Cookies have bothered me for a long time. Okay perhaps not that long. For most of their existence, they sat quietly in the background and I gave them almost no thought.
But when I started my short stint in Digital Marketing around the dawn of GDPR, they were thrust rather unceremoniously into the spotlight. I started to become very concerned by what I saw.
For the completely un-initiated, cookies are basically a packet of information we receive from websites we visit, that we send back. They’re not inherently bad. Most of them have legitimate uses. For example authentication. You don’t want to type your password every time you log into Facebook, for whatever reason. You tick the box that says “remember my login plx”. Facebook does this by sending you an authentication cookie. You store that cookie, and while you retain and it is not out of date or invalid, your login is remembered. Harmless, really. (Or not, based on the countless cookie attack vectors we’ve seen over recent years, but we’ll talk about that another day.)
The concern here is with one specific type of cookie. Third Party tracking cookies. If a First Party cookie is one sent to us by the site we visit, Third Party cookies are sent to us by a site we’ve never heard of. Advertising backbone sites. Marketing Automation Systems. We visit a specific website, they send us a cookie from their third party platform. The following is F-Secure’s definition of a tracking cookie.
Tracking cookies are a specialized type of cookie that can be shared by more than one website or service. They are commonly used for legitimate marketing and advertising purposes, but because they contain a history of the user’s actions on multiple sites, they may be exploited or misused to track the user’s behavior.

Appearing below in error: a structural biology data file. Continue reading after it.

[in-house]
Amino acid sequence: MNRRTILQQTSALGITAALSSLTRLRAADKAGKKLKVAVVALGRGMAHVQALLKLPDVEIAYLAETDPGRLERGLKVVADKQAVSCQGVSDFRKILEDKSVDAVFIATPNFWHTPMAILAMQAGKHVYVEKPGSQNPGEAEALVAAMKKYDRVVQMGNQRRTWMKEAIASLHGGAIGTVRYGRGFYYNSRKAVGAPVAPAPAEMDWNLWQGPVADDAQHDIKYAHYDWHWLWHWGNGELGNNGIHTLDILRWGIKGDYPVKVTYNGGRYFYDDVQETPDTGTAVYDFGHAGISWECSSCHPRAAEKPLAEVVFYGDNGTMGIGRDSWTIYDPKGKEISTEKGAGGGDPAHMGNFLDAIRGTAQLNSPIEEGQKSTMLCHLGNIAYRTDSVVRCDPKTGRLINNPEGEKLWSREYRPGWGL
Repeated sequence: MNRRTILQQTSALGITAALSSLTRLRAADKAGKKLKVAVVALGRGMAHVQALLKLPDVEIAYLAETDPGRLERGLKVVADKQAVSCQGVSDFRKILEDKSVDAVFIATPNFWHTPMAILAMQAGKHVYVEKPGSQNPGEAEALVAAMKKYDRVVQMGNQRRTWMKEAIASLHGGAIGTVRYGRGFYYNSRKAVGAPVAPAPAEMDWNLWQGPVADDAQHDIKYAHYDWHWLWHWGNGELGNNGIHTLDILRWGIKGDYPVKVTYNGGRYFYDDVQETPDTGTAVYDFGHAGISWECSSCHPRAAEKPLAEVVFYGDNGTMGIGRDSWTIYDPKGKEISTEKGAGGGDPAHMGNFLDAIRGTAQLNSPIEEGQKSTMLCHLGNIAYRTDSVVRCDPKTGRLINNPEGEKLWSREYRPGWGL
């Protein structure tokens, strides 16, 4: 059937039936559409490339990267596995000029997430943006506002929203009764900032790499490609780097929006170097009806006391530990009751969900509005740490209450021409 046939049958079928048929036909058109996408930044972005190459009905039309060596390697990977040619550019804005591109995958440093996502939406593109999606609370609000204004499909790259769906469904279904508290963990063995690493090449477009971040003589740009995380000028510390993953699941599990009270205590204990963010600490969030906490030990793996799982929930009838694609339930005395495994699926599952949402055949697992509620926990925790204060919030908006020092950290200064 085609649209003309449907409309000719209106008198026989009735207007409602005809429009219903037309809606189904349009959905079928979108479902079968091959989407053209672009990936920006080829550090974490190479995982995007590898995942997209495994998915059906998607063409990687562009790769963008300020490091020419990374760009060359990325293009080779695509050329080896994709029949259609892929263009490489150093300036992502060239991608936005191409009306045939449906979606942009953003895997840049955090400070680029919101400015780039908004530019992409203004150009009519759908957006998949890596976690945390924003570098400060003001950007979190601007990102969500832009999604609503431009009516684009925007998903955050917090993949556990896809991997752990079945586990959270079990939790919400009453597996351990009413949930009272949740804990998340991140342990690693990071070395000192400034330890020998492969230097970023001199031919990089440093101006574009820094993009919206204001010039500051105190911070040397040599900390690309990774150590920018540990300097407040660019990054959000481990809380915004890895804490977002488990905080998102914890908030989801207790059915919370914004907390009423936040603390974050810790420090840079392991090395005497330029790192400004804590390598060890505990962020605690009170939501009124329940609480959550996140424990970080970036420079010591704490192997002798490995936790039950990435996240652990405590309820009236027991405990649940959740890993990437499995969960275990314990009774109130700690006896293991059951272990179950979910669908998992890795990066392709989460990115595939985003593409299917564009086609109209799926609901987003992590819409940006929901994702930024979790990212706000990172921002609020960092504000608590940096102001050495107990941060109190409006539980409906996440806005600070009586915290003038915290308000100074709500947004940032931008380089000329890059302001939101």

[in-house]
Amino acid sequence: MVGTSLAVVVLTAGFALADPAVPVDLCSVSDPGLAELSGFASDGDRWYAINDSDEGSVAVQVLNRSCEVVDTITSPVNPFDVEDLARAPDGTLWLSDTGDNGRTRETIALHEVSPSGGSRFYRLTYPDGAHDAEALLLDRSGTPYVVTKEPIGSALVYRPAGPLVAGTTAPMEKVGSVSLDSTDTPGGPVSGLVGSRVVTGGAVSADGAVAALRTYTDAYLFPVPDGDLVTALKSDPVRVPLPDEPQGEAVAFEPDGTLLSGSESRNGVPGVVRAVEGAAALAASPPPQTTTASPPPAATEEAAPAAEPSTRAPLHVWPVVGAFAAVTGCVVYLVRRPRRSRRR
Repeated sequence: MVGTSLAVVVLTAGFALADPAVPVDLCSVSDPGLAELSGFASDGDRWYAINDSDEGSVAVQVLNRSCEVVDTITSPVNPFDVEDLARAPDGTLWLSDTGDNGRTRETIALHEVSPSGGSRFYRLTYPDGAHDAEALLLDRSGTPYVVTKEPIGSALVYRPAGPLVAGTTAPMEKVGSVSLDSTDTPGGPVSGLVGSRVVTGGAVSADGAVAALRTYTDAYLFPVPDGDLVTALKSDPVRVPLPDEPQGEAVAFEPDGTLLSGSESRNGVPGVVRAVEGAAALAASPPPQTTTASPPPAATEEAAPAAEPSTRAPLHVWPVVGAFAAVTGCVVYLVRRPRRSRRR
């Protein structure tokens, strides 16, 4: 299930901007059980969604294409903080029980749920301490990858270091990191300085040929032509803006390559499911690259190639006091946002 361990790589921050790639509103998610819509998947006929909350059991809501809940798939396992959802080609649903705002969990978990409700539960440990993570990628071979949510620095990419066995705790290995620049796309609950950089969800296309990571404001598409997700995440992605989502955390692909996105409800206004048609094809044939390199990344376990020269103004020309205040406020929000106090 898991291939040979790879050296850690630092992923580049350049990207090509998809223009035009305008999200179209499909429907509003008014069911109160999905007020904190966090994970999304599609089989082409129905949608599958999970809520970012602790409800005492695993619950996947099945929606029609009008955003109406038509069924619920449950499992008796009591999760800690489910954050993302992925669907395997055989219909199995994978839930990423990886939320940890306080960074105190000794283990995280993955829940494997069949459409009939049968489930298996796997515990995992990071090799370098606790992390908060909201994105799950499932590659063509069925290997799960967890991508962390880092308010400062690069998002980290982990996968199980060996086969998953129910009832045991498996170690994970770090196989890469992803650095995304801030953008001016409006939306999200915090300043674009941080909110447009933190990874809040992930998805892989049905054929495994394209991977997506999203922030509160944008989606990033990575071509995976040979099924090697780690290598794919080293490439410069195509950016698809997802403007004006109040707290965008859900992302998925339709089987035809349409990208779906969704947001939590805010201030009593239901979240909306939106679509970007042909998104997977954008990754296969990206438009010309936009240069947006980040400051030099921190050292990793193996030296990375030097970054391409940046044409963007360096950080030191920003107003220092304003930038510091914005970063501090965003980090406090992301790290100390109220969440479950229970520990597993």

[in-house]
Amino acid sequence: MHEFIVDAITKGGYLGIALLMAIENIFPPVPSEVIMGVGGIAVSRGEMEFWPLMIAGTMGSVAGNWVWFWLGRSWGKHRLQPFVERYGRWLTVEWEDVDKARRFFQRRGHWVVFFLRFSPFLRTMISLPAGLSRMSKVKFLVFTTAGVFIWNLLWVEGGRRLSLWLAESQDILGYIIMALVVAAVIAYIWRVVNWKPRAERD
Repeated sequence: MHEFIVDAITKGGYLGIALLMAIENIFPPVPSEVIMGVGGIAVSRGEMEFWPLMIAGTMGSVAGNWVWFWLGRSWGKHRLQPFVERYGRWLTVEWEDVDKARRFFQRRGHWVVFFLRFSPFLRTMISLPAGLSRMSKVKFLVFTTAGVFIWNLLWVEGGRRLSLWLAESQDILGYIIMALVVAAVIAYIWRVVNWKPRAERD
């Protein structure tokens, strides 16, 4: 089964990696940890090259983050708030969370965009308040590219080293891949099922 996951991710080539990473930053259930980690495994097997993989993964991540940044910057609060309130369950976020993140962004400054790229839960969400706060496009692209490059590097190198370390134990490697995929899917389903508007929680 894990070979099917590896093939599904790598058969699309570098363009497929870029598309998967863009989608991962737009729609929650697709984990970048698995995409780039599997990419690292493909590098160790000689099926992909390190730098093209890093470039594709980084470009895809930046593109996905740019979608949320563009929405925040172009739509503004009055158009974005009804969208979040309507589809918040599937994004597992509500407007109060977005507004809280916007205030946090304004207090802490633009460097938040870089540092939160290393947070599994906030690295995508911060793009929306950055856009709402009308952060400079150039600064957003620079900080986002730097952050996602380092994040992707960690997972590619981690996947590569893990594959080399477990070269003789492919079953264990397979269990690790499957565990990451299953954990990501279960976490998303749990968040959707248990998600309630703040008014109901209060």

As you can read, they “contain a history of user’s actions on multiple sites”. Essentially, an invisible backbone of systems collects data about your internet use, trades and sells this data to advertisers to make their marketing more specific to you.
If you’re lucky enough to live in the EU, one of the few entities with the means, knowledge and will to actually stand up to tech giants and advertisers, you’ll know of GDPR. The basic idea was that “People should not be tracked without their knowledge or consent.”
It’s a great idea, in theory. In practice what it did was cripple the internet for millions of Europeans.
Every time someone in Europe visits a website in modern times, they’re assaulted by a permissions request. Some of these are well made and give two clear options. “I consent to cookies, tracking and otherwise” or “I do not consent.”
Others are still more sensible, giving the option to only consent to ‘required’ cookies like the Authentication cookies we’ve discussed earlier.
But most websites found ways around it using dark patterns, which is to say they made opting out needlessly complicated, intending to force decision fatigue upon visitors who, in frustration, will just click “accept all”.
One of which is the “Accept All” or “Customize Cookies” approach, that gives a long list of cookies to opt in or out. That’s fine for people like me, but your average user will not want to customize such cookies. And worst still are the sites which simply state “By browsing here, you agree to any bullshit cookies we or our third party money grinding platform sends, and if you don’t like it, fuck off.”
I believe, in the wake of GDPR, something rather curious happened. The law of the country in which I live, translated into English, states the following about stalking:
Who repeatedly menaces, follows, monitors, contacts or otherwise in a comparable manner wrongfully persecutes another so that it is conducive to causing fear or anxiety in the persecuted, shall be sentenced, unless a penalty as severe or more severe is decreed elsewhere in the law, for persecution to a fine or at most two years of imprisonment.
Tracking cookies repeatedly follow, monitor and contact us. They ask for our permission, consistently, badgering and nagging us with every single website we visit. Personally, I’ve become more annoyed and impatient with the internet because of the constant demand for my permission to track me on every single website I’ve visited in two years, and I’m technically minded. I’m sure this is causing anxiety and fear in people forced to use computers for their every day life and yet not accustomed to their ins and outs. Those who can never be sure whether they have clicked on the correct thing.
Therefore, in my opinion, all marketers and advertising agencies relying on third party tracking cookies in the EU are currently guilty of stalking.